April 30, 2019
By all outward appearances, Vladimir Putin’s hold on power seems secure.
His party won the 2018 elections with 77 percent of the vote.
He has consolidated his control of the Russian media.
Most of his rivals have either died or been driven into exile.
Now he can deploy his country’s wealthiest oligarchs to pursue the Kremlin’s agenda — just as he did after U.S. President Donald Trump won the 2016 election. So why is the Russian president so scared?
One might think an autocrat who has rigged his nation’s political rules to stay in power would have little to fear from dissidents. Allowing a nominal opposition might even have benefits, such as relieving economic pressure from the U.S. and its allies in the West and making it easier for his henchmen to spend their fortunes.
Nevertheless, Putin remains afraid of dissent. Consider a report released this week by the Coalition to Free the Kremlin’s Political Prisoners. Composed of a dozen Western and Russian non-governmental organizations, the group found that as of March 25, Russian jails held 236 political prisoners.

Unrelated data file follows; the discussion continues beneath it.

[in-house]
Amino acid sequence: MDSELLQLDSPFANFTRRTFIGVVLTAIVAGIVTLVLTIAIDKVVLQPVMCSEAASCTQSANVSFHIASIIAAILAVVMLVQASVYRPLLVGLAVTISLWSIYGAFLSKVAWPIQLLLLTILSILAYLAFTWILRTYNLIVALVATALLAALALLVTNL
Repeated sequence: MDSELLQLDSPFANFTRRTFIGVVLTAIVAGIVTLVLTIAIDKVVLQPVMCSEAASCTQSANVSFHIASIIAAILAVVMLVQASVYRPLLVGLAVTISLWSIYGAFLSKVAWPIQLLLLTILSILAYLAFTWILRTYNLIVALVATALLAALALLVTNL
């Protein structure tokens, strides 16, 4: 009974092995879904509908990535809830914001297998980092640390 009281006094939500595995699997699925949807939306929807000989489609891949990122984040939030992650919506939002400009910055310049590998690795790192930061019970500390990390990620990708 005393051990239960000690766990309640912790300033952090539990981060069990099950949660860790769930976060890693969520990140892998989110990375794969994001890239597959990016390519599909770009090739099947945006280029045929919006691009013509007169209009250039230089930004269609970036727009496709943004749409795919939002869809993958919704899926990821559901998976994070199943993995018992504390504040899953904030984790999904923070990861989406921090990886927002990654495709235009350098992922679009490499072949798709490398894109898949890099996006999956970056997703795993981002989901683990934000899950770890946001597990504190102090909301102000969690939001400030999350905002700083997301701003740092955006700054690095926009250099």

That is more than five times the political prisoners Russia held in 2015, when the total was just 46. At a press conference Monday, exiled opposition leader Vladimir Kara-Murza provided yet more perspective for that figure.
When the famous physicist and dissident Andrei Sakharov won the Nobel Peace Prize in 1975, he claimed the Soviet Union held 126 prisoners of conscience.
It’s extraordinary to think that today, nearly 30 years after the collapse of the Soviet Union, Russia holds almost twice as many. Today’s Russian political prisoners include journalists, activists and lawyers. Some are falsely charged with serious crimes such as murder and embezzlement.